The talk of potential military intervention has percolated here for more than a year. In February, President Michel Temer gave the armed forces control over security of the city of Rio de Janeiro, saying the step was needed to control a wave of violent crime (although in fact statistics showed crime was not appreciably higher than it had been a year before). It was the first such use of the military in public security since the dictatorship.

But Brazilians’ disgust with a seemingly unending series of revelations about the venality of their elected leaders left some with nostalgia for military rule. The armed forces seized power here in 1964, saying they were acting to prevent the country’s descent into communism − and stayed in power for more than 20 years, with the generals at the top enriching themselves on a series of giant infrastructure contracts, a detail that is rarely discussed here today.

The next-most-popular candidate in the polls after Mr. da Silva is Jair Bolsonaro, a far-right member of Congress who speaks often of his admiration for the dictatorship, has praised those who carried out torture and says police should have the right to shoot to kill those they suspect of criminal activity. He expressed warm support for Gen. Boas Villas’s remarks on Wednesday.

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But other public figures and institutions immediately criticized the general’s comments. “The mere contemplation of military intervention by some state agents and segments of civil society against the legitimate exercise of jurisdiction by the Supreme Federal Tribunal [shows] democratic consolidation in [Brazil] has not been completed,” the public prosecutor’s office said in a statement.

President Temer has had a number of meetings lately with Gen. Boas Villas, with whom he is perceived to be close. He said in a statement that Brazilians must not “deviate from constitutional determinations” but also noted the right of free speech of those who would criticize institutions, an apparent reference to the general.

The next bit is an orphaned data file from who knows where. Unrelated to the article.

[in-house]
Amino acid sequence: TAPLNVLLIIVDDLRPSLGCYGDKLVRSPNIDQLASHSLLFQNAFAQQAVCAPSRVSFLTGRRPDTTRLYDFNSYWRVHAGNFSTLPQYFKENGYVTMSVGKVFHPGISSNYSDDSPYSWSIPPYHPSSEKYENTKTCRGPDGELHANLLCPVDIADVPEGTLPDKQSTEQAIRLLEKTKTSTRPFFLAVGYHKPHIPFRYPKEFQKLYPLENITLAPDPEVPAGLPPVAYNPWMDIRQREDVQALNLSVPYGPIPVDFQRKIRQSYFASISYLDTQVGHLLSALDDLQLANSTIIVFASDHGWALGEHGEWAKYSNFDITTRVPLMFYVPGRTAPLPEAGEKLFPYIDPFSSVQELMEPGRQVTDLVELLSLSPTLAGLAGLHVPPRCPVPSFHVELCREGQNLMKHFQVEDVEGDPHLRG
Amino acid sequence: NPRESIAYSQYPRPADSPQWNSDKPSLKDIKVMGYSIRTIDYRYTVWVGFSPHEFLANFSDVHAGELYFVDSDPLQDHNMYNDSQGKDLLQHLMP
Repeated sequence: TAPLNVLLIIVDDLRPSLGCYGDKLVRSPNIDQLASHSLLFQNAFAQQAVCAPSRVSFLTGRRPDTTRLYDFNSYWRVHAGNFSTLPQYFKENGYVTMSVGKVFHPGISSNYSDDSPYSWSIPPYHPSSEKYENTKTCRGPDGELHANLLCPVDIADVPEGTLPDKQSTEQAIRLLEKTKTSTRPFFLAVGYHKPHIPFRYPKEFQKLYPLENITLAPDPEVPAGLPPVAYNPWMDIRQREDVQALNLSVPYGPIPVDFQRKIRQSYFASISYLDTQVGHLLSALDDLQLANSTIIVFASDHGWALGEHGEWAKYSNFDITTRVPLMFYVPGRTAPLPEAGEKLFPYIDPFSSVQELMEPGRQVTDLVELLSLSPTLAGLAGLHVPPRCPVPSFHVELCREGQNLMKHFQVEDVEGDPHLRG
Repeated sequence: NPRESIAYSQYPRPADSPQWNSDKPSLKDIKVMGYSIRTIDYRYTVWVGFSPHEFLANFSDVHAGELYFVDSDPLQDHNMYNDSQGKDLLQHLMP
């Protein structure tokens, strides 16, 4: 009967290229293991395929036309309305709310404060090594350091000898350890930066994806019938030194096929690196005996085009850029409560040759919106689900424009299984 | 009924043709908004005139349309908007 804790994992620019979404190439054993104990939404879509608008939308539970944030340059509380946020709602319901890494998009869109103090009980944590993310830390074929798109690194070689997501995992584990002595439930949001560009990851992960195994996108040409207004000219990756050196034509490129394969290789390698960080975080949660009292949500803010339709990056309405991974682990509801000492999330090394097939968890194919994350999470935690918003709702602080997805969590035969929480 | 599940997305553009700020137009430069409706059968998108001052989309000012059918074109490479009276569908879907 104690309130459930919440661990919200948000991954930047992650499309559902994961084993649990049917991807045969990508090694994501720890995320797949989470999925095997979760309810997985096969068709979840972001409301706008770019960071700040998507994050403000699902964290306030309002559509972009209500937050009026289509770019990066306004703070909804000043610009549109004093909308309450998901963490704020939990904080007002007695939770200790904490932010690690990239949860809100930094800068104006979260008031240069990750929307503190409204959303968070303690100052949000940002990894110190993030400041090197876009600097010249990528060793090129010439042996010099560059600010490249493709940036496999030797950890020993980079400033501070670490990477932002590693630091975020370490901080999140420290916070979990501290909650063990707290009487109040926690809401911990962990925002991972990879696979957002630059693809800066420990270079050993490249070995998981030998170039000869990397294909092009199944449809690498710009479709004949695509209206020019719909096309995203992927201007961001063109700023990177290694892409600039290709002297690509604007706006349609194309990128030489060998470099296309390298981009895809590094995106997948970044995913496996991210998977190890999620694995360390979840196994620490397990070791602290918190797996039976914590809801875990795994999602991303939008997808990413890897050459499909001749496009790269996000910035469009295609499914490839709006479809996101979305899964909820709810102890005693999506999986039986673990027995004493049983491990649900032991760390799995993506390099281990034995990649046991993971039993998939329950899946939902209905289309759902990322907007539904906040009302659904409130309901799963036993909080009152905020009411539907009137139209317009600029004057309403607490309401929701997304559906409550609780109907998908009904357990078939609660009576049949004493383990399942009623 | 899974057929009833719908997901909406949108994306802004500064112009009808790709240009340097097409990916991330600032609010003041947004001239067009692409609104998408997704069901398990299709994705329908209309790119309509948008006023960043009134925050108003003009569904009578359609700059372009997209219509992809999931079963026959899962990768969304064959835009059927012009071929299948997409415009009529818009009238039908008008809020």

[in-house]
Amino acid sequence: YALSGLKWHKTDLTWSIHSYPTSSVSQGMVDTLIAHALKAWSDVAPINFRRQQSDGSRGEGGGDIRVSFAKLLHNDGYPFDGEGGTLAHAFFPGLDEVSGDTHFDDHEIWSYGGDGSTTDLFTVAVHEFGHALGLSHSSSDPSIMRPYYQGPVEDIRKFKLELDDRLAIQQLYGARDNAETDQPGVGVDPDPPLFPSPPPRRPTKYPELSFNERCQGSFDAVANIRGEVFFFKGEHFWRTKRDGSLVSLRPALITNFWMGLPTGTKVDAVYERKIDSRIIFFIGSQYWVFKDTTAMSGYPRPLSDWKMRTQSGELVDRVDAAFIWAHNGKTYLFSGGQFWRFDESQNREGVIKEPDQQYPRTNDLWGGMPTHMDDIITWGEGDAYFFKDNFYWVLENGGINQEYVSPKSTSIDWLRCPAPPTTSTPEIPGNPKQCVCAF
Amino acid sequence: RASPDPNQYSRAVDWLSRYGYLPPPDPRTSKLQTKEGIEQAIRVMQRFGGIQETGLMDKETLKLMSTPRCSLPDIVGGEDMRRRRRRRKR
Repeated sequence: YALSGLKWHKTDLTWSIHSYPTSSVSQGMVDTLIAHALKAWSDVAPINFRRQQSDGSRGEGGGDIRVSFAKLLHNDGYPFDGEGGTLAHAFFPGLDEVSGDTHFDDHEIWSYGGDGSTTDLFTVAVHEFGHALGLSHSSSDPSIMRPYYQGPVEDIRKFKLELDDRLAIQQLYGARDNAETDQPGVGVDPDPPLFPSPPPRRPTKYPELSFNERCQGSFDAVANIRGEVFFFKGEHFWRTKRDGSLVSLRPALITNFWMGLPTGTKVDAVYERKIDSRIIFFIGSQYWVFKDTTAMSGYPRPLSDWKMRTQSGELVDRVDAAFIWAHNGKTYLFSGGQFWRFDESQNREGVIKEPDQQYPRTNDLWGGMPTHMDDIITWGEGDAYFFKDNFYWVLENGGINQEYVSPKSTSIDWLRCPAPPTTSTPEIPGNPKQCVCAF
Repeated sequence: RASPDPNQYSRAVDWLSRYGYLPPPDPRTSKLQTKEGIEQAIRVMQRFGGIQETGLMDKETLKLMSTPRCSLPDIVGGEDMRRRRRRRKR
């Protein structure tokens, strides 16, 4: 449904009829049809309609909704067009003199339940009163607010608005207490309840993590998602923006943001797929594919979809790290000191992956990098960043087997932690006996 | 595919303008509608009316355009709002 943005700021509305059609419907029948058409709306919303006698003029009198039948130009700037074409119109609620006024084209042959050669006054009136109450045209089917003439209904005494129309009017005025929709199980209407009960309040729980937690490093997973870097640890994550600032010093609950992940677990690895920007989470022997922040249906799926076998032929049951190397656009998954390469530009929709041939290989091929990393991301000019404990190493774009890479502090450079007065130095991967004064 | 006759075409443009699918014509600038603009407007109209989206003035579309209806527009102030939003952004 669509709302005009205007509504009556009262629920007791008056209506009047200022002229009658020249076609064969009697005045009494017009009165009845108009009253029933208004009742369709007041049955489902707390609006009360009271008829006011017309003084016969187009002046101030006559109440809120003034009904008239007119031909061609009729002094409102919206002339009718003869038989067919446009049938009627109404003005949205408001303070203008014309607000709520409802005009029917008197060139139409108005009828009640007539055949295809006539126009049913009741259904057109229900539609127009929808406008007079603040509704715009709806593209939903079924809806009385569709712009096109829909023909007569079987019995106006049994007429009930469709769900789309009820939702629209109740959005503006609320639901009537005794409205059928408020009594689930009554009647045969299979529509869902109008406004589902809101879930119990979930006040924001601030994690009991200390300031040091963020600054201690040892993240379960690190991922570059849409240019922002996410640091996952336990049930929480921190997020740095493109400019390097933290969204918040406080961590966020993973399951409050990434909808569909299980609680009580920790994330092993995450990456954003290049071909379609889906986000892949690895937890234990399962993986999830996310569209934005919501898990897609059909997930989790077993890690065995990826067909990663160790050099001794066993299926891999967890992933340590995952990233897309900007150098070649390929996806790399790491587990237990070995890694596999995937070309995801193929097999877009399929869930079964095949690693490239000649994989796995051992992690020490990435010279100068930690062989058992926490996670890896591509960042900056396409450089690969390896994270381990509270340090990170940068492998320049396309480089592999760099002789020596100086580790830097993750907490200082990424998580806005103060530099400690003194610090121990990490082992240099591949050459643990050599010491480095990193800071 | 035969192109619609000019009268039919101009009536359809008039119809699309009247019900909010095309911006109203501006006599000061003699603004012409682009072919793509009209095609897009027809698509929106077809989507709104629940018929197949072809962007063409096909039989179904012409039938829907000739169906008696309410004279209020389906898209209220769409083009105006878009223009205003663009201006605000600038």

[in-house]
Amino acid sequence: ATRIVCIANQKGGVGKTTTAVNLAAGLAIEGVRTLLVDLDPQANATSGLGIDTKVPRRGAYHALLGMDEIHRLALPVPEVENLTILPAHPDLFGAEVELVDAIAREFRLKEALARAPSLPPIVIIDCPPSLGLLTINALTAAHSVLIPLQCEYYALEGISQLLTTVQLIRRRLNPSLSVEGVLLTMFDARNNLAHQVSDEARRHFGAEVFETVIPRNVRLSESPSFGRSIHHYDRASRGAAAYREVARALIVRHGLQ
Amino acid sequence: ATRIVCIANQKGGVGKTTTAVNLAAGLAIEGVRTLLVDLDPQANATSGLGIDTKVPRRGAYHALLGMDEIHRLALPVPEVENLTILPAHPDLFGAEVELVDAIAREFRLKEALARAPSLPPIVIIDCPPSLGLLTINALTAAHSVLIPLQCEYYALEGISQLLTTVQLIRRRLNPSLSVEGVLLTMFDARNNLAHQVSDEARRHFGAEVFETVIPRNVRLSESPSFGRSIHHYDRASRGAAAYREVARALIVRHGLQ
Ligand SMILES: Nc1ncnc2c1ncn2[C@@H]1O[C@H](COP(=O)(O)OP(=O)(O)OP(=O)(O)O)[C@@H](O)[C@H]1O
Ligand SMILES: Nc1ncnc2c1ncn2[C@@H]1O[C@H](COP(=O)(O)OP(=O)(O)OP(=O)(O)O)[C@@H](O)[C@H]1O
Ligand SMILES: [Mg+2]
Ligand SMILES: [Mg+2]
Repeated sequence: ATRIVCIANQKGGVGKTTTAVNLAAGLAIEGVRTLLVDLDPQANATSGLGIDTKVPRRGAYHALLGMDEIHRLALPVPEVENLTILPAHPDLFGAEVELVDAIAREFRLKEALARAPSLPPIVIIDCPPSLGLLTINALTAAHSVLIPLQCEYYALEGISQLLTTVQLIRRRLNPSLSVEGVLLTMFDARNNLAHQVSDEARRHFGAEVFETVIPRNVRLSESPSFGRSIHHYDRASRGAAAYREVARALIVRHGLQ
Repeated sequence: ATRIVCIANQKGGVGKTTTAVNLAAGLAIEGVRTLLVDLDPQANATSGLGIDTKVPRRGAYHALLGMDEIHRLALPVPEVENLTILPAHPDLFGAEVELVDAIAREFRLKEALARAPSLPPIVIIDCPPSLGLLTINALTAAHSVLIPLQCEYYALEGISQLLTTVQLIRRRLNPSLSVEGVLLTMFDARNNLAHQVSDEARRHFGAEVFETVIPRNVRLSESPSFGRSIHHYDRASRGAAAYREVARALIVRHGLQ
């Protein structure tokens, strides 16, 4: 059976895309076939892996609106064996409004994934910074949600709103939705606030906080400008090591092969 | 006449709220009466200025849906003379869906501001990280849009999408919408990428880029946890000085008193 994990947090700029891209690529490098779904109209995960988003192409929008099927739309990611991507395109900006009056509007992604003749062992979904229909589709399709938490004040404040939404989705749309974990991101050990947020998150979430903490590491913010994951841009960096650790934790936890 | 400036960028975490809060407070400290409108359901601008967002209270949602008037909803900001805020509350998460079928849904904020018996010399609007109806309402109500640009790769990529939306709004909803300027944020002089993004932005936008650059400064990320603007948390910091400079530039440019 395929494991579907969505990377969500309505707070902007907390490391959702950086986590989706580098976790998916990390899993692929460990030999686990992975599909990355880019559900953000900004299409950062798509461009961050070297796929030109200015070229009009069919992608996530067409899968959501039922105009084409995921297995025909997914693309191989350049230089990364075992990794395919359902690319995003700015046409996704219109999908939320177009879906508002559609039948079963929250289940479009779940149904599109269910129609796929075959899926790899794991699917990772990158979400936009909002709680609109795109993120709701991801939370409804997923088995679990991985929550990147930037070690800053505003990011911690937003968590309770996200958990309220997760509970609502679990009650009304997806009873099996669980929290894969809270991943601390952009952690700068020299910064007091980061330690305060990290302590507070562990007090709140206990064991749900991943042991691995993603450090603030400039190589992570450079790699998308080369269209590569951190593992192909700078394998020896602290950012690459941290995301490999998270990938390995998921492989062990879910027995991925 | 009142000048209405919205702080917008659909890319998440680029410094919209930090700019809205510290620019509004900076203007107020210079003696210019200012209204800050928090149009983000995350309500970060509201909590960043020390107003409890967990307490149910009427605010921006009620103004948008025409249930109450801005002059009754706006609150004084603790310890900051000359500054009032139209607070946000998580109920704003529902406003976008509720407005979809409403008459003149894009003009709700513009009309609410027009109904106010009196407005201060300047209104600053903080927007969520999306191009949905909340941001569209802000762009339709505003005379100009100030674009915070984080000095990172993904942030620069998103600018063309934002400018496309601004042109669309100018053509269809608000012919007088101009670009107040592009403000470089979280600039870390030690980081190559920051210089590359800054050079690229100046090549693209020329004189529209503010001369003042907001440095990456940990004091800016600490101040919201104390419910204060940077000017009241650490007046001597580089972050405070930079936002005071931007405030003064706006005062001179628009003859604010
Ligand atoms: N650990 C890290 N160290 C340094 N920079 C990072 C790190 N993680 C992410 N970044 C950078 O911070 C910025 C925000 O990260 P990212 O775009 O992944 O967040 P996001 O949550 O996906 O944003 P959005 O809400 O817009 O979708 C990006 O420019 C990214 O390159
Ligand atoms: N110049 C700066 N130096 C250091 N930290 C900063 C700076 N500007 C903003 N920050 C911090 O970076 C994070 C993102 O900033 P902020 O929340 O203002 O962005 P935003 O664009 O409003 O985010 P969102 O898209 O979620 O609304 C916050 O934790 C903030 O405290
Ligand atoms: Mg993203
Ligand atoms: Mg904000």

Paulo Cesar Nascimento, a professor of political science at the University of Brasilia, said he does not believe there is any serious chance of military intervention − for one thing, few in the military want the role. The commander of the air force said on Wednesday that Brazil’s military must “faithfully follow the constitution, without going so far as to put our own personal convictions above those of the institution.”

When military leaders weigh in on political questions, they are demonstrating their fear of instability, Prof. Nascimento said − and in their perception, another government led by Mr. da Silva would be equivalent to instability. For the population at large, it’s something else, he said.

”The people who are saying they want military intervention are desperate because of violence and insecurity and corruption.” They are not seeking authoritarian rule as much as expressing frustration with their existing options, he added.

“A part of the middle class favours intervention because the military is the most credible institution in Brazil – by process of elimination, you’re left with the church and the military.”